such as going out with friends The Role of Punishment in Operant Conditioning 2 of 3 Severe punishment May cause avoidance of the punisher instead of the behavior being punished May encourage lying to avoid punishment Creates fear and anxiety Table 5.3 Negative Reinforcement Versus

Punishment by Removal Example of Negative Reinforcement Example of Punishment by Removal Stopping at a red light to avoid getting in an accident. Losing the privilege of driving because you got into too many accidents. Fastening your seat belt to get the

annoying warning signal to stop. Having to spend some of your money to pay a ticket for failure to wear a seat belt. Obeying a parent before the parent reaches the count of three to avoid getting a scolding. Being grounded (losing your freedom) because of disobedience.

The Role of Punishment in Operant Conditioning 3 of 3 Punishment should immediately follow behavior it is meant to punish. Punishment should be consistent. Punishment of the wrong behavior should be paired, whenever possible, with reinforcement of the right behavior. Other Aspects of Operant Conditioning 1 of 2

Learning Objective 5.8 Explain the concepts of discriminant stimuli, extinction, generalization, and spontaneous recovery as they relate to operant conditioning. Discriminative stimulus: any stimulus, such as a stop sign or a doorknob, that provides the organism with a cue for making a certain response in order to obtain reinforcement Extinction occurs if the behavior (response) is not reinforced. One way to deal with a childs temper tantrum is to ignore it; lack of reinforcement for the tantrum behavior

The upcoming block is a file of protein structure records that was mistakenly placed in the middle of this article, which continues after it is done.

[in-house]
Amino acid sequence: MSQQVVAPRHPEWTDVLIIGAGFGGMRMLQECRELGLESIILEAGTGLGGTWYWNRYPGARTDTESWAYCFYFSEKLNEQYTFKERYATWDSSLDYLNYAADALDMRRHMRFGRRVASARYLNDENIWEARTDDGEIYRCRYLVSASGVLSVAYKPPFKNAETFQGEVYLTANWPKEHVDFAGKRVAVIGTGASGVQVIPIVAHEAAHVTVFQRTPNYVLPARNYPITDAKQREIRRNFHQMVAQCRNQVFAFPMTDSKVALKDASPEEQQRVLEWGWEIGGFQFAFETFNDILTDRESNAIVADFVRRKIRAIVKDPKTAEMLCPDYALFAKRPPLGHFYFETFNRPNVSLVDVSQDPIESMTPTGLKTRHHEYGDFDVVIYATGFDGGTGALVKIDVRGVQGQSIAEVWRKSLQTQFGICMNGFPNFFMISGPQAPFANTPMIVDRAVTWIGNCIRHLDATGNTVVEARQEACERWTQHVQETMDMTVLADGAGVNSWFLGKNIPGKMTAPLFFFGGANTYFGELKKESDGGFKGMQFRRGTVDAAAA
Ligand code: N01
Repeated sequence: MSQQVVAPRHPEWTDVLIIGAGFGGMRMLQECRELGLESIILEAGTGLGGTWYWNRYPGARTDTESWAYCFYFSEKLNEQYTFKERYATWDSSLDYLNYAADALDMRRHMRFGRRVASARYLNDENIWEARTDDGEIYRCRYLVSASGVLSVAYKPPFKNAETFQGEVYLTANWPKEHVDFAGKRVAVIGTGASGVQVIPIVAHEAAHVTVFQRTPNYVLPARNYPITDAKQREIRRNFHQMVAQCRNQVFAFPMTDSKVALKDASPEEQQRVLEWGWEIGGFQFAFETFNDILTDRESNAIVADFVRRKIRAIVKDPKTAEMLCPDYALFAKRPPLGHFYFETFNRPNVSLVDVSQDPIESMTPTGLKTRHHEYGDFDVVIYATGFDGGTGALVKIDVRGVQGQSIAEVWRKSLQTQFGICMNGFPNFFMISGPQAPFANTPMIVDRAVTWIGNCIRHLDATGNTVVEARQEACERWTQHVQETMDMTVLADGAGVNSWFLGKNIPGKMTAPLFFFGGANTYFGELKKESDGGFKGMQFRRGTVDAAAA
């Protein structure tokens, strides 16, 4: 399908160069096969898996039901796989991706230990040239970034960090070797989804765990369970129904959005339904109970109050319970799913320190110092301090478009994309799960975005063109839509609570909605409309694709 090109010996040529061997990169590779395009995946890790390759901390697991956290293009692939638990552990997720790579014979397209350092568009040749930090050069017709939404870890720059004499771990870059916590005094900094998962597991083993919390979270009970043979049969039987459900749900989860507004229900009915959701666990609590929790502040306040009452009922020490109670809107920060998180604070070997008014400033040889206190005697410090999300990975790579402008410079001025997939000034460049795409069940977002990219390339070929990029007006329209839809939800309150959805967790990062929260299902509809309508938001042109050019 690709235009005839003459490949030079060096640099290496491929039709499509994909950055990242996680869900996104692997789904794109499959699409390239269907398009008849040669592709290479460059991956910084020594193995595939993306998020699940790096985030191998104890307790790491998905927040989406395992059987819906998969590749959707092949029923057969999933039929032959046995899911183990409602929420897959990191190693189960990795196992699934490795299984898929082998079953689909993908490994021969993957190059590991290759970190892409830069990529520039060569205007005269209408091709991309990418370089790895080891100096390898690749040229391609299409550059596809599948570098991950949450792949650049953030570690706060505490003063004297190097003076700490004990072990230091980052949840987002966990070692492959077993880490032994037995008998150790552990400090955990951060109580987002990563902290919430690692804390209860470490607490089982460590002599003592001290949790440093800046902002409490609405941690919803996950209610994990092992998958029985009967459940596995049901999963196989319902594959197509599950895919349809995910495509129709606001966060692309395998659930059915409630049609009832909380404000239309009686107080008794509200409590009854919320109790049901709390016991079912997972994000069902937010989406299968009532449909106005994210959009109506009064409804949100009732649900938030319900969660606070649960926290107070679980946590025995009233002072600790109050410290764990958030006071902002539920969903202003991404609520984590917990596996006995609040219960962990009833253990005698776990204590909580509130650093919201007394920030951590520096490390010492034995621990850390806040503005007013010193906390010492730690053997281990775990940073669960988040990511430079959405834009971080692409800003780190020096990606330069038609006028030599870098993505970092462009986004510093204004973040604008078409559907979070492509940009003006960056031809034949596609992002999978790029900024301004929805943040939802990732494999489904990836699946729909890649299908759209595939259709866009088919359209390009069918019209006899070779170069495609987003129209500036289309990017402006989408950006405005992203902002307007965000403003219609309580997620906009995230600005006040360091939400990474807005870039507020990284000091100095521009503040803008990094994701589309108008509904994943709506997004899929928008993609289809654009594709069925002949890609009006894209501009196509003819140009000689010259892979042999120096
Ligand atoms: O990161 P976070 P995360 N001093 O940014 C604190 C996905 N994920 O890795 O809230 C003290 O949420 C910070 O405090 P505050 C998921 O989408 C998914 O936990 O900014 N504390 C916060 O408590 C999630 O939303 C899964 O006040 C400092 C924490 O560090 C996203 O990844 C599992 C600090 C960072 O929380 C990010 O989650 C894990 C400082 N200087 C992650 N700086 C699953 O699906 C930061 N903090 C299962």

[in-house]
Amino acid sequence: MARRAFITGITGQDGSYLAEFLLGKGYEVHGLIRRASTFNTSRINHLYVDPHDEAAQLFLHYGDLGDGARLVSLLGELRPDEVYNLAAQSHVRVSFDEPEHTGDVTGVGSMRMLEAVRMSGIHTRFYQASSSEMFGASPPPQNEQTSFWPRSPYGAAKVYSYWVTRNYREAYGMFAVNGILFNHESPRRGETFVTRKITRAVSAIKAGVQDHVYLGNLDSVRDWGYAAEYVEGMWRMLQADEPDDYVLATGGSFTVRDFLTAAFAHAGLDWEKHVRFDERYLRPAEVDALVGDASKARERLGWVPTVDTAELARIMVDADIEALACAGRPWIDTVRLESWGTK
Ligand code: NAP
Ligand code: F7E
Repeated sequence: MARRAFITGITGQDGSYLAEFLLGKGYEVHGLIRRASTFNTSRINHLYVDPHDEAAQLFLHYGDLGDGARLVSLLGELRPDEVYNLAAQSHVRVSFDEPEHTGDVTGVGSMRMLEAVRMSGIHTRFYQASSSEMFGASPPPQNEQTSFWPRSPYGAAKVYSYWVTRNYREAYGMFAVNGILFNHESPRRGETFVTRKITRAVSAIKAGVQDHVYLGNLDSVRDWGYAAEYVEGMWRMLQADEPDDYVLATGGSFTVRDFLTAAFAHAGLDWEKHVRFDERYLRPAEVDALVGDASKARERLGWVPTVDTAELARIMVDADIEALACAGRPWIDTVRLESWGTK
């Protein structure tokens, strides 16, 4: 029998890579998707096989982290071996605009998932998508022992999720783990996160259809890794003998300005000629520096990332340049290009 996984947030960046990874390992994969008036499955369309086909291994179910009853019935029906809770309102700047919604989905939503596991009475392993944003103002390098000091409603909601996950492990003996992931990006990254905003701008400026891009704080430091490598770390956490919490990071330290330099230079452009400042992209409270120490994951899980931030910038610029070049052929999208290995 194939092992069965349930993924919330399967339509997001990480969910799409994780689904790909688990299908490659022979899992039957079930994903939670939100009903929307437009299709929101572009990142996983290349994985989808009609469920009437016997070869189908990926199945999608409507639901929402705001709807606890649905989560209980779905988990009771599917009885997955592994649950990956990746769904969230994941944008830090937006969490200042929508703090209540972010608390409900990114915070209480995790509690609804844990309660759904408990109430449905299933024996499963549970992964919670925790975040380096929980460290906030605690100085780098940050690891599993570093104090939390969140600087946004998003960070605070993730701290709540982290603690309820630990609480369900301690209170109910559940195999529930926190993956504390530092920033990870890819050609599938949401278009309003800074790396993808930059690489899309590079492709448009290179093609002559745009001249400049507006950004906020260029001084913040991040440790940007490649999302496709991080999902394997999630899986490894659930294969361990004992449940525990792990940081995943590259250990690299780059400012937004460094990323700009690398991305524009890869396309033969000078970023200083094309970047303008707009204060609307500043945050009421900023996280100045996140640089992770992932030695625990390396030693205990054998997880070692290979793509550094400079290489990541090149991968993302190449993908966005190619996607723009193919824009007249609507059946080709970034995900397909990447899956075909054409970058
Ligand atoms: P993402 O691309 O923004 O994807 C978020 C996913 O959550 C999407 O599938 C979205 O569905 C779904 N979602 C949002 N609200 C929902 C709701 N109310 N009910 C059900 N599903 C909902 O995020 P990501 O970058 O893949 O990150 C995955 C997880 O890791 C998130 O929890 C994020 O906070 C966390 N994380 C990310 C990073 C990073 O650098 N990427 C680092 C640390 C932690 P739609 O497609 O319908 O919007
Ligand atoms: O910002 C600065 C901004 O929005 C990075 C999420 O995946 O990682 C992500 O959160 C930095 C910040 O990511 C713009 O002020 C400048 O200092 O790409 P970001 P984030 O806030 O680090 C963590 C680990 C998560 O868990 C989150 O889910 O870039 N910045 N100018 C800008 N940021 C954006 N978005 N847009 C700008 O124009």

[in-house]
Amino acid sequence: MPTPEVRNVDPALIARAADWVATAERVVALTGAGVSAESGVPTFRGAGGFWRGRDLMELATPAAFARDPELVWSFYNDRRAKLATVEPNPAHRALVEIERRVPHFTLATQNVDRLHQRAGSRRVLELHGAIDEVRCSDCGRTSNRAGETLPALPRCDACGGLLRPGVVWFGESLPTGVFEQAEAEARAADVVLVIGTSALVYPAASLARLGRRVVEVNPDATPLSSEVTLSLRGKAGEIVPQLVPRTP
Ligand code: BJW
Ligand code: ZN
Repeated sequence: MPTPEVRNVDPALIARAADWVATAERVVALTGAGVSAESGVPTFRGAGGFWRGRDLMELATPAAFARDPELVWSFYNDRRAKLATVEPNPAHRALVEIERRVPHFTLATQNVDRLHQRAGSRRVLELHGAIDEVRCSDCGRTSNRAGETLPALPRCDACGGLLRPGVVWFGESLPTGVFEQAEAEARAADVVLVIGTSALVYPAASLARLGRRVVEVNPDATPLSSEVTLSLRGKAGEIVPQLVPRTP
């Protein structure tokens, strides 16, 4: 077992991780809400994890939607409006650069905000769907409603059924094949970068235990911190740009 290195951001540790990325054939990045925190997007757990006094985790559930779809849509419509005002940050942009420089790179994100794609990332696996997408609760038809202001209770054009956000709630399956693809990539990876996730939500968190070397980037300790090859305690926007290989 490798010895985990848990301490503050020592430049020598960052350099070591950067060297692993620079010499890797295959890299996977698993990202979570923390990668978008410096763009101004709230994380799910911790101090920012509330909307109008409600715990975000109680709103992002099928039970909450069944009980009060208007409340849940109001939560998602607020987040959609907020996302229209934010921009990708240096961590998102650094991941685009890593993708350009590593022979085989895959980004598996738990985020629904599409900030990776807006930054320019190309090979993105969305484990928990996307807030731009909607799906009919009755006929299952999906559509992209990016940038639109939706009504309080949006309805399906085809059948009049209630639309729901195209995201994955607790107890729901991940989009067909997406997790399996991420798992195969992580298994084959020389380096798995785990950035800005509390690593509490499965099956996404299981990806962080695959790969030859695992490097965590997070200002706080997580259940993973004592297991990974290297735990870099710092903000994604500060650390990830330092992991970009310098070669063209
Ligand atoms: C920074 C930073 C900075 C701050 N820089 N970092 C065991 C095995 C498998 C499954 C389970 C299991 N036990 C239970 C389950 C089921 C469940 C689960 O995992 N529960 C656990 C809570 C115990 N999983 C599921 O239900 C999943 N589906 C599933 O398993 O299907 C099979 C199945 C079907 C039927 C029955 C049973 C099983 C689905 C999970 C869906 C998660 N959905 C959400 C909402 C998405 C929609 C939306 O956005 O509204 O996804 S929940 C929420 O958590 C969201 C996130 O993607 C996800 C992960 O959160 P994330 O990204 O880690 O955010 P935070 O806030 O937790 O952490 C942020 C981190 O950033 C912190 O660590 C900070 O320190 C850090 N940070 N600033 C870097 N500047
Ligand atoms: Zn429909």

will eventually result in extinction Other Aspects of Operant Conditioning 2 of 2 Operantly conditioned responses also can be generalized to stimuli that are only similarnot identicalto the original stimulus Spontaneous recovery (reoccurrence of a onceextinguished response) also happens in operant conditioning Applications of Operant Conditioning: Shaping and Behavior Modification 1 of 7 Learning Objective 5.9 Describe how operant conditioning is used to change